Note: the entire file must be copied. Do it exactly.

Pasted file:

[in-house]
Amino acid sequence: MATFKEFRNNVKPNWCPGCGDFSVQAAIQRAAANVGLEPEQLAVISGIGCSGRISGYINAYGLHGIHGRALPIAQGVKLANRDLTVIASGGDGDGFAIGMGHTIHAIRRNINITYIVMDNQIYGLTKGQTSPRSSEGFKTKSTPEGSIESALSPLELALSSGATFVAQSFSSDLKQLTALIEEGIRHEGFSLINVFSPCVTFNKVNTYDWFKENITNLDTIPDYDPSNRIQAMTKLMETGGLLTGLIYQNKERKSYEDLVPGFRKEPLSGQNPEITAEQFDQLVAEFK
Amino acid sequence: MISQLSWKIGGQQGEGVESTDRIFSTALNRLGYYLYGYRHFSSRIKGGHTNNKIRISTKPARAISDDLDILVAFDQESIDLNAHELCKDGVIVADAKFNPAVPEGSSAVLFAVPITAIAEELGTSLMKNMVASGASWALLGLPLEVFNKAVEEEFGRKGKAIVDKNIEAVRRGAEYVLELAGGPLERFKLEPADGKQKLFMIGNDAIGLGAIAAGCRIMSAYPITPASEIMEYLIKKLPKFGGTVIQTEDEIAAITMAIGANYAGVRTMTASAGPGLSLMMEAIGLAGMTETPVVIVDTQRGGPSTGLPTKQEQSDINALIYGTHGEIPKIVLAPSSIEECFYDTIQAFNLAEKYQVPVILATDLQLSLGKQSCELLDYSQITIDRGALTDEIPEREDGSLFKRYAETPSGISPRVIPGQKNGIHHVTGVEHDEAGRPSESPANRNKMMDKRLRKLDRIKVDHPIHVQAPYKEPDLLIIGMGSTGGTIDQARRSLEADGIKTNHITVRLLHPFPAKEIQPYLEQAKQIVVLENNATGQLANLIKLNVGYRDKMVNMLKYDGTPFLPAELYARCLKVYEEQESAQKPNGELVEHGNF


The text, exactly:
[in-house]
Amino acid sequence: MATFKEFRNNVKPNWCPGCGDFSVQAAIQRAAANVGLEPEQLAVISGIGCSGRISGYINAYGLHGIHGRALPIAQGVKLANRDLTVIASGGDGDGFAIGMGHTIHAIRRNINITYIVMDNQIYGLTKGQTSPRSSEGFKTKSTPEGSIESALSPLELALSSGATFVAQSFSSDLKQLTALIEEGIRHEGFSLINVFSPCVTFNKVNTYDWFKENITNLDTIPDYDPSNRIQAMTKLMETGGLLTGLIYQNKERKSYEDLVPGFRKEPLSGQNPEITAEQFDQLVAEFK
Amino acid sequence: MISQLSWKIGGQQGEGVESTDRIFSTALNRLGYYLYGYRHFSSRIKGGHTNNKIRISTKPARAISDDLDILVAFDQESIDLNAHELCKDGVIVADAKFNPAVPEGSSAVLFAVPITAIAEELGTSLMKNMVASGASWALLGLPLEVFNKAVEEEFGRKGKAIVDKNIEAVRRGAEYVLELAGGPLERFKLEPADGKQKLFMIGNDAIGLGAIAAGCRIMSAYPITPASEIMEYLIKKLPKFGGTVIQTEDEIAAITMAIGANYAGVRTMTASAGPGLSLMMEAIGLAGMTETPVVIVDTQRGGPSTGLPTKQEQSDINALIYGTHGEIPKIVLAPSSIEECFYDTIQAFNLAEKYQVPVILATDLQLSLGKQSCELLDYSQITIDRGALTDEIPEREDGSLFKRYAETPSGISPRVIPGQKNGIHHVTGVEHDEAGRPSESPANRNKMMDKRLRKLDRIKVDHPIHVQAPYKEPDLLIIGMGSTGGTIDQARRSLEADGIKTNHITVRLLHPFPAKEIQPYLEQAKQIVVLENNATGQLANLIKLNVGYRDKMVNMLKYDGTPFLPAELYARCLKVYEEQESAQKPNGELVEHGNF